- Cilantro- I thought everyone loved cilantro. It wasn’t until a year ago I found out that some people have a genetic issue that causes cilantro to taste like soap. This herb is a staple in my garden. I even let it go to seed to harvest and dry them out. The seeds are another spice named coriander.
- Marjoram- A cousin of Oregano, this herb grows in my garden from the fall until the start of the summer. That gives me enough time to get a few harvests to dry the herbs and enjoy them year-round.
- Cosmic Purple Carrots- This Danvers variety is one of the best-looking carrots you can grow in your garden. It has a purple exterior and an orange interior. These are my favorite juicing carrots and are high in antioxidants.
There are more than the typical orange carrots we are used to seeing in the grocery store. Carrots come in many shapes, sizes, and colors and are classified by the shape and length of the root. There are five primary types of carrots.
- Imperators- are the primary type of commercial carrots. They have long (8-10”) slender roots with tapered tips.
- Chantenay- short to mid-length (4.5-5.5”) with oversized tops and a conical shape. They are better for shallow, heavy soils than long, skinny Imperator types.
- Danvers- are conical, thick carrots that can be up to 7 inches long.
- Nantes- are cylindrical with a blunt tip and are 6 to 7 inches long. These carrots have excellent flavor and quality and are a favorite of home gardeners.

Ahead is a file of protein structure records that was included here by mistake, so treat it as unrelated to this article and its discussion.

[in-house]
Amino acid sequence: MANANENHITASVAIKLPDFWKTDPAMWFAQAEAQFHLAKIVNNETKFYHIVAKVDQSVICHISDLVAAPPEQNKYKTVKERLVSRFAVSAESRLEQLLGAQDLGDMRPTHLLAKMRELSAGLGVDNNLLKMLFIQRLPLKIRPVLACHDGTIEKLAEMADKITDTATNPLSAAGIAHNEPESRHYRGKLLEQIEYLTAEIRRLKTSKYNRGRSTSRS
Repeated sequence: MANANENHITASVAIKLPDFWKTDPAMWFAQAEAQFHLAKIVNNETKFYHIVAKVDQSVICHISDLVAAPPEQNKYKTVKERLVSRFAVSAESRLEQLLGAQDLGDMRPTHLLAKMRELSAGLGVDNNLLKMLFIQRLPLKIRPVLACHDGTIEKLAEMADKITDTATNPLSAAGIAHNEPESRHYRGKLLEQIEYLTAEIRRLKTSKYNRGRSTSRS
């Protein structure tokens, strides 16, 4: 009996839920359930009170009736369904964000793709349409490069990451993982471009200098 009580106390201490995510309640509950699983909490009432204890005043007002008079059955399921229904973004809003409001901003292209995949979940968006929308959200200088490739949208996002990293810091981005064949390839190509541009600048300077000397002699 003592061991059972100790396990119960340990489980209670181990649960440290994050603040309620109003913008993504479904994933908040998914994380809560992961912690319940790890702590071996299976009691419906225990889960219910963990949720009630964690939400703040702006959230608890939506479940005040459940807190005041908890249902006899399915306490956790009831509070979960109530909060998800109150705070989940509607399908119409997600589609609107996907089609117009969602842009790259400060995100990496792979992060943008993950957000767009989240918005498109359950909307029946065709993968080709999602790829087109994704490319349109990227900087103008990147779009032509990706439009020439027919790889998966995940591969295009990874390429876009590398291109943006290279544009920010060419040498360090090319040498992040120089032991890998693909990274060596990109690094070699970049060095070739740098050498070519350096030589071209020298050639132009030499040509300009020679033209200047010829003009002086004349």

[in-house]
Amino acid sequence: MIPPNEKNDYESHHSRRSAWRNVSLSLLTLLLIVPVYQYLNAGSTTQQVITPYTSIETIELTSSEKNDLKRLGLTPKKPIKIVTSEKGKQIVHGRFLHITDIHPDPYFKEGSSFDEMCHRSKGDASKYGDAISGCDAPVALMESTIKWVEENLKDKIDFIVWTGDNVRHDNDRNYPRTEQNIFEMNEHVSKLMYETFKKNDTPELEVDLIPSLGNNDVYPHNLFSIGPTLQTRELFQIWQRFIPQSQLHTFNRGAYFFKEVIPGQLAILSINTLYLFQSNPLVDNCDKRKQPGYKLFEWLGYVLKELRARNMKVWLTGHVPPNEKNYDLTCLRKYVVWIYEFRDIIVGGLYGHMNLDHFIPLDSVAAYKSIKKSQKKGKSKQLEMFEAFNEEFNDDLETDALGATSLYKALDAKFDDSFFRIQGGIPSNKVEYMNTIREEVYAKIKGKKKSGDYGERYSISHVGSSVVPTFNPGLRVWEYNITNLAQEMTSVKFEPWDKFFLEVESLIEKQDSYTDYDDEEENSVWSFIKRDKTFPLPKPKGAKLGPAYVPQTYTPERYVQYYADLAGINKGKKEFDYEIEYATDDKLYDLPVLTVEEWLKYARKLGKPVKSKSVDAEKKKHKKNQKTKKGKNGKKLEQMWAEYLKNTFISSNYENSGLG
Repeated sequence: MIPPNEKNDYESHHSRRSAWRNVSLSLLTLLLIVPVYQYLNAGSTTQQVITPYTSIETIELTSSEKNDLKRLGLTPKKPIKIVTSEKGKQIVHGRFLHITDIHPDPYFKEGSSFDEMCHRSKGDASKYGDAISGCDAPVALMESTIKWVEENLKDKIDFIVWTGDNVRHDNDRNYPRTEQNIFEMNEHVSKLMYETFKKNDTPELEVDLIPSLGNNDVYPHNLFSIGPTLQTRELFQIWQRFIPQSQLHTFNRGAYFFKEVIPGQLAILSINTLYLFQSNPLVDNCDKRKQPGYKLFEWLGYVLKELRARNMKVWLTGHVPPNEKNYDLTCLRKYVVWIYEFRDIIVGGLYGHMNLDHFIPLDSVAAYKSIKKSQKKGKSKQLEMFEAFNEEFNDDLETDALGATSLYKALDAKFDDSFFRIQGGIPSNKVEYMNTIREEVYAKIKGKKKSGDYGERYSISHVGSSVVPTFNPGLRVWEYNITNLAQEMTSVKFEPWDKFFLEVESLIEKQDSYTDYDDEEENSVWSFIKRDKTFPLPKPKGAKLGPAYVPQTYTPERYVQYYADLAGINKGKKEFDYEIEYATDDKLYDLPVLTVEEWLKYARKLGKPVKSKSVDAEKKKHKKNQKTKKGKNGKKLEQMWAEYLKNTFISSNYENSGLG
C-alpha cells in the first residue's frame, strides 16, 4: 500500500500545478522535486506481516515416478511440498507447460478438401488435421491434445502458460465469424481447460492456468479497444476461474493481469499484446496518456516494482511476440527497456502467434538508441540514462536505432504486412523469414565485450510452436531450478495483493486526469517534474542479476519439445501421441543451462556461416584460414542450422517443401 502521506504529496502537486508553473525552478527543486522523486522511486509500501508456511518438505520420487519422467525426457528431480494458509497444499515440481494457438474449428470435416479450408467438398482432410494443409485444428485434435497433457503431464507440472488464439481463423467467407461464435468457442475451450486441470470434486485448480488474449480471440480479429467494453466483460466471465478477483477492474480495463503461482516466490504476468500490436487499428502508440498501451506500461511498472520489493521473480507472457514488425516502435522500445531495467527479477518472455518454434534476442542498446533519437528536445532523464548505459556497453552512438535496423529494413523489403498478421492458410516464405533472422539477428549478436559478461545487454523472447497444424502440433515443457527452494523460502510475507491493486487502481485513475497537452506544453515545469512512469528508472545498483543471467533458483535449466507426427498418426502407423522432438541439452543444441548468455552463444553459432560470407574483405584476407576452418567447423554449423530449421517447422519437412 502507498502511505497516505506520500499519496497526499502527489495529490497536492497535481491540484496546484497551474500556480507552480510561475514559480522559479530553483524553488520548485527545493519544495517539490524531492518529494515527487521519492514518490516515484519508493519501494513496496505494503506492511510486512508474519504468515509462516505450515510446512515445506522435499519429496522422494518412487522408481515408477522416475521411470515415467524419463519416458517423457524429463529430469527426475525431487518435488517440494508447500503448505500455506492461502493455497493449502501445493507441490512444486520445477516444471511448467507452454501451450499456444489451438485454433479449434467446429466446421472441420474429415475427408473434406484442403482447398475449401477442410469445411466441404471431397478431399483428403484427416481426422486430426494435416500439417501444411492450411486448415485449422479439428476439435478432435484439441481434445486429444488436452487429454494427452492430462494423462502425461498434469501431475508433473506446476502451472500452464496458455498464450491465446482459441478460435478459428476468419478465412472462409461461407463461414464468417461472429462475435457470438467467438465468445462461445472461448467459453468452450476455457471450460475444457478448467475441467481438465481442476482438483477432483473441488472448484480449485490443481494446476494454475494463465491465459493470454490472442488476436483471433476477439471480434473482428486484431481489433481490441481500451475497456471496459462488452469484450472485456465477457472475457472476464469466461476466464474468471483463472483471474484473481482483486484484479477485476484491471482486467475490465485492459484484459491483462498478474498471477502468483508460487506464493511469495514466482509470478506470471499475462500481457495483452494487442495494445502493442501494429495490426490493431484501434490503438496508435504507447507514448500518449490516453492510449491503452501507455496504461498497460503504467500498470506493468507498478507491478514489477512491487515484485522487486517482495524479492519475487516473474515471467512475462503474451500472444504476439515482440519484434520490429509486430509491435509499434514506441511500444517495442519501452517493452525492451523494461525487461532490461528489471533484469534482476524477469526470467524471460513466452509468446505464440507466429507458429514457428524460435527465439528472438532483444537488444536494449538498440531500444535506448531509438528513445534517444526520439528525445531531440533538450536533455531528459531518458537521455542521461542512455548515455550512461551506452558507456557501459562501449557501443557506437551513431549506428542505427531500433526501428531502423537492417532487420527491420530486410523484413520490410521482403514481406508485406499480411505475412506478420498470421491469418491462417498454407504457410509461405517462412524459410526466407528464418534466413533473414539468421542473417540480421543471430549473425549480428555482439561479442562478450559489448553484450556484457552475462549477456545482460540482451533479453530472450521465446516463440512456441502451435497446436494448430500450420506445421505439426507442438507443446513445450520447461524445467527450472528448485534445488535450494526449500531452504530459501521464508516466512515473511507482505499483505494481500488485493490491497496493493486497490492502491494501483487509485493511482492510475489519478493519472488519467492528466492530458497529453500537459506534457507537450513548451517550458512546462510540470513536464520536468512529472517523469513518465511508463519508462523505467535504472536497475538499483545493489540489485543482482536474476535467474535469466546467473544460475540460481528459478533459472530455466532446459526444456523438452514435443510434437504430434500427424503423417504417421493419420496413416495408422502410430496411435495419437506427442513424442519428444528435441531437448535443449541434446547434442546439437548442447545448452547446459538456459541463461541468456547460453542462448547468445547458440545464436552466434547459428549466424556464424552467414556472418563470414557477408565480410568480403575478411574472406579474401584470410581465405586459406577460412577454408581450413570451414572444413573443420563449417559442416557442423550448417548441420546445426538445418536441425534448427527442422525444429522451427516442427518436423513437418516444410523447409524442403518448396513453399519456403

- Miniature/Oxheart/Paris Market- are short, stocky roots that are only 2 to 3 inches long. These are suitable types for heavy clay soils or container gardening.
What am I harvesting this month?
- Basil—The basil plants are still growing strong, and I couldn’t be happier. Since I know I am getting toward the end of the harvest. Instead, I have switched from dehydrating the leaves to making and freezing pesto cubes. This way, I can enjoy pesto through the fall, winter, and spring until I add more basil plants to the garden again.
- Sweet Potatoes- I still think sweet potatoes are one of the most overlooked crops to plant in your summer garden. You can throw some unrooted slips in your garden and apply mulch and water once a week, and they are ready to harvest in 90-120 days. October 10 will be 120 days since I planted my sweet potatoes. Once harvested, they will cure in my pantry for a couple of weeks and be enjoyed throughout the winter.
What Didn’t Go as planned
Last month, I planted my first round of leafy greens. While most of them made it and are doing fine, I had a caterpillar issue that wiped out the kale, African daisies, and some of my lettuce seedlings. After applying BT every 7-10 days, October is the time to replant the kale and lettuce.
What worked well in my garden is the butterfly pea flower. This vining plant grows up to 10 feet tall, so ensure a tall trellis is set up. The entire plant is edible, but most people grow it for its blue flowers.
What else am I doing around the garden?
In zone 9, fall is the ideal time to add fruit trees to your garden. After recently adding 3 fig trees in containers in my backyard, it's time to get some citrus trees planted in the front. Lemon, Grapefruit, mandarin, and oranges, I can smell the blossoms now.